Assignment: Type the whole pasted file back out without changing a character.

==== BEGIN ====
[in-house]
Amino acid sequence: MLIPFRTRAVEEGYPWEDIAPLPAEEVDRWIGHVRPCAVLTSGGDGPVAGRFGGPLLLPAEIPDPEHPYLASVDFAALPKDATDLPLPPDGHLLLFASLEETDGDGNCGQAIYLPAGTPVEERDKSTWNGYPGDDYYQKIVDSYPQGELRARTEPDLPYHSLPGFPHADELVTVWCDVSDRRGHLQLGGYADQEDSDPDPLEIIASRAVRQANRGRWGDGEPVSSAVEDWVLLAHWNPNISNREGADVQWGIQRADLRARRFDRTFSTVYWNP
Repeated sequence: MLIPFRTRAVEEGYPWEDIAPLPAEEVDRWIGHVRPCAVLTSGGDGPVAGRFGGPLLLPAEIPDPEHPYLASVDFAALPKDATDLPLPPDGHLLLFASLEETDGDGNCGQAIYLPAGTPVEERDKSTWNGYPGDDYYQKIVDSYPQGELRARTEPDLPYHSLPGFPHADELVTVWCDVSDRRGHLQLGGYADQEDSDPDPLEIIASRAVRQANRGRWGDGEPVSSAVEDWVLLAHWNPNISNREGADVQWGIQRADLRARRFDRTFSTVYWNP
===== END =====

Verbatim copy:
[in-house]
Amino acid sequence: MLIPFRTRAVEEGYPWEDIAPLPAEEVDRWIGHVRPCAVLTSGGDGPVAGRFGGPLLLPAEIPDPEHPYLASVDFAALPKDATDLPLPPDGHLLLFASLEETDGDGNCGQAIYLPAGTPVEERDKSTWNGYPGDDYYQKIVDSYPQGELRARTEPDLPYHSLPGFPHADELVTVWCDVSDRRGHLQLGGYADQEDSDPDPLEIIASRAVRQANRGRWGDGEPVSSAVEDWVLLAHWNPNISNREGADVQWGIQRADLRARRFDRTFSTVYWNP
Repeated sequence: MLIPFRTRAVEEGYPWEDIAPLPAEEVDRWIGHVRPCAVLTSGGDGPVAGRFGGPLLLPAEIPDPEHPYLASVDFAALPKDATDLPLPPDGHLLLFASLEETDGDGNCGQAIYLPAGTPVEERDKSTWNGYPGDDYYQKIVDSYPQGELRARTEPDLPYHSLPGFPHADELVTVWCDVSDRRGHLQLGGYADQEDSDPDPLEIIASRAVRQANRGRWGDGEPVSSAVEDWVLLAHWNPNISNREGADVQWGIQRADLRARRFDRTFSTVYWNP